ST. CHARLES COUNTY, Mo. – Seven pounds of drug contraband were kept out of the St. Charles County Jail just in the last three months, according to the jail director.
Corrections Director Dan Keen introduced the initiative with a metal container called the Amnesty Box.
“This is a no-questions-asked (initiative),” he said. “This is your opportunity to drop any drugs or contraband that you have on you at this time.”
Keen showed a box containing dozens of pills and drug containers. He said the most recent drops came in the past week.
His jail also has a TSA-grade body scanner, which he said won’t catch everything.
“They can stick the fentanyl up under their toenail, and when they get in, they dig it out and then they’re ingesting it,” he said. “When you’re dealing with a population of 86% of them are mental health or substance abuse concerns—86% of them—that’s a huge thing that we need to start focusing on.”
Their preventative attacks go beyond the intake room. They’re watching for drug drops from outside; like someone who might throw a drug-filled tennis ball into the outdoor rec yard.
“Not only do we have fencing on the roofs of our rec yards, but we also have bird netting up there,” Keen said.
The director said books sent to inmates must be shipped directly from a bookstore. Personal mail is scanned off-site, so inmates can later read the contents on a special tablet. He said the jail will also soon be getting body-monitoring bracelets.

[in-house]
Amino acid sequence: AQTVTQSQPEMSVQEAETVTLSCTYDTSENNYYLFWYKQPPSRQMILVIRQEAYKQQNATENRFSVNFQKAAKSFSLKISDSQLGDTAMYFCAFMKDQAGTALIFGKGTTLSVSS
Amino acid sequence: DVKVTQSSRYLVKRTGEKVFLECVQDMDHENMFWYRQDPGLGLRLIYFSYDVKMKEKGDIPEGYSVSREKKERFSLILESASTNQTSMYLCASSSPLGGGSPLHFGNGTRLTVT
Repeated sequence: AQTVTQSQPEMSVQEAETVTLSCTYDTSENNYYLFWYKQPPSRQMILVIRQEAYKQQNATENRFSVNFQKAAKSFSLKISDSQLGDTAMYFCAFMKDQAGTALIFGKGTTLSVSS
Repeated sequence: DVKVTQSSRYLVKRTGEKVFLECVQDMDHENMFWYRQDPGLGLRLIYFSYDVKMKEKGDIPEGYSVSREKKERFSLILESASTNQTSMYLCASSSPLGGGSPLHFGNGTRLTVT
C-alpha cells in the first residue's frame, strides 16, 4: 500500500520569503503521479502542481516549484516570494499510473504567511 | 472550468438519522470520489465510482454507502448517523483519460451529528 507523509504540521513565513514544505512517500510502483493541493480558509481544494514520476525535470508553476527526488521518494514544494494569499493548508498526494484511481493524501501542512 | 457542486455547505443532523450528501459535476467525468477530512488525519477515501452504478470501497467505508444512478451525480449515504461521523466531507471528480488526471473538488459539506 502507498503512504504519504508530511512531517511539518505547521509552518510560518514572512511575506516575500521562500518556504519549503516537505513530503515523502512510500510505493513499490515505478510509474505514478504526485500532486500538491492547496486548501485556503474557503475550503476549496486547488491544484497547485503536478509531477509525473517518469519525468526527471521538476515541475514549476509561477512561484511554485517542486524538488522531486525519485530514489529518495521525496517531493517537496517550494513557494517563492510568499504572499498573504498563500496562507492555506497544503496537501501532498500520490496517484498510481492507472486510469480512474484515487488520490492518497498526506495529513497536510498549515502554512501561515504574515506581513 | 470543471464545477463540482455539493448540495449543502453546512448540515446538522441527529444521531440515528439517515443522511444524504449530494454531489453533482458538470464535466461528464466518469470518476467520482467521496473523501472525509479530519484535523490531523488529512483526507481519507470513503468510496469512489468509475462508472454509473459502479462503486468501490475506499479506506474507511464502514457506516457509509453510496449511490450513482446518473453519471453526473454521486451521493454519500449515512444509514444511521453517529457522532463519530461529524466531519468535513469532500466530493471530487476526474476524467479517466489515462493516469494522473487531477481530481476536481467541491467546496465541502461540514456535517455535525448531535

“If their heart rate increases rapidly or decreases rapidly, it will alert our medical department and our officers immediately, so we can respond to them or render care,” Keen said.
Lt. Nick Post, a corrections officer, said he’s not seen those responses as of late.
“The overall number of incidents being called out on the radio has drastically decreased,” he said. “I’ve been here for 20 years, and this is the least amount of drugs I’ve seen in here in the past two years.”
They will charge an inmate with drug possession if they find it on someone later. Keen said he’ll never forget one woman’s recent powerful decision—that it ends here.
“She was a standup individual who comes through and tells my officers that, ‘Yes, I have something in my body cavity.’ I’d like to get it retrieved,” he said.
The amnesty box program is not brand new. It’s now about two years old, but it’s to the point where they feel the results are showing it’s now worth talking about.